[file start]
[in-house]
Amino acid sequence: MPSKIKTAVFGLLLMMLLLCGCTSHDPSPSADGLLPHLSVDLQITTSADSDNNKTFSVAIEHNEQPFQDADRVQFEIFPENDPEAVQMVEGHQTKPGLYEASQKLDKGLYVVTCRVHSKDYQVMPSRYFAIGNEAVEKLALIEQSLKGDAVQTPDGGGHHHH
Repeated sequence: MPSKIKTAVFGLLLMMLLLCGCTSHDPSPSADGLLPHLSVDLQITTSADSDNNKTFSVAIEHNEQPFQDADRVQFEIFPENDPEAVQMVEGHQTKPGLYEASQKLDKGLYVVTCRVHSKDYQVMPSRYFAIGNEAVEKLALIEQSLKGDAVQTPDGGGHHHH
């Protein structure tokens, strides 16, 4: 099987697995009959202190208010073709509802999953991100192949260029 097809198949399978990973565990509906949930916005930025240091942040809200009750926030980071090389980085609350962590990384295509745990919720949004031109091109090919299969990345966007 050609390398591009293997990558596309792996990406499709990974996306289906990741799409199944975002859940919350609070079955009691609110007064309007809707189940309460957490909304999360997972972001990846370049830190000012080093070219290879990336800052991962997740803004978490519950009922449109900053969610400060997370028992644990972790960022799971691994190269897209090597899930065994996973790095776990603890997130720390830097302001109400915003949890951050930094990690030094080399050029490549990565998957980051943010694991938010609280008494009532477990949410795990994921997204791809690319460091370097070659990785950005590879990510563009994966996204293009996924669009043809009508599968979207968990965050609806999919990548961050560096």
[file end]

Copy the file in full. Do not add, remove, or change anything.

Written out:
[in-house]
Amino acid sequence: MPSKIKTAVFGLLLMMLLLCGCTSHDPSPSADGLLPHLSVDLQITTSADSDNNKTFSVAIEHNEQPFQDADRVQFEIFPENDPEAVQMVEGHQTKPGLYEASQKLDKGLYVVTCRVHSKDYQVMPSRYFAIGNEAVEKLALIEQSLKGDAVQTPDGGGHHHH
Repeated sequence: MPSKIKTAVFGLLLMMLLLCGCTSHDPSPSADGLLPHLSVDLQITTSADSDNNKTFSVAIEHNEQPFQDADRVQFEIFPENDPEAVQMVEGHQTKPGLYEASQKLDKGLYVVTCRVHSKDYQVMPSRYFAIGNEAVEKLALIEQSLKGDAVQTPDGGGHHHH
């Protein structure tokens, strides 16, 4: 099987697995009959202190208010073709509802999953991100192949260029 097809198949399978990973565990509906949930916005930025240091942040809200009750926030980071090389980085609350962590990384295509745990919720949004031109091109090919299969990345966007 050609390398591009293997990558596309792996990406499709990974996306289906990741799409199944975002859940919350609070079955009691609110007064309007809707189940309460957490909304999360997972972001990846370049830190000012080093070219290879990336800052991962997740803004978490519950009922449109900053969610400060997370028992644990972790960022799971691994190269897209090597899930065994996973790095776990603890997130720390830097302001109400915003949890951050930094990690030094080399050029490549990565998957980051943010694991938010609280008494009532477990949410795990994921997204791809690319460091370097070659990785950005590879990510563009994966996204293009996924669009043809009508599968979207968990965050609806999919990548961050560096």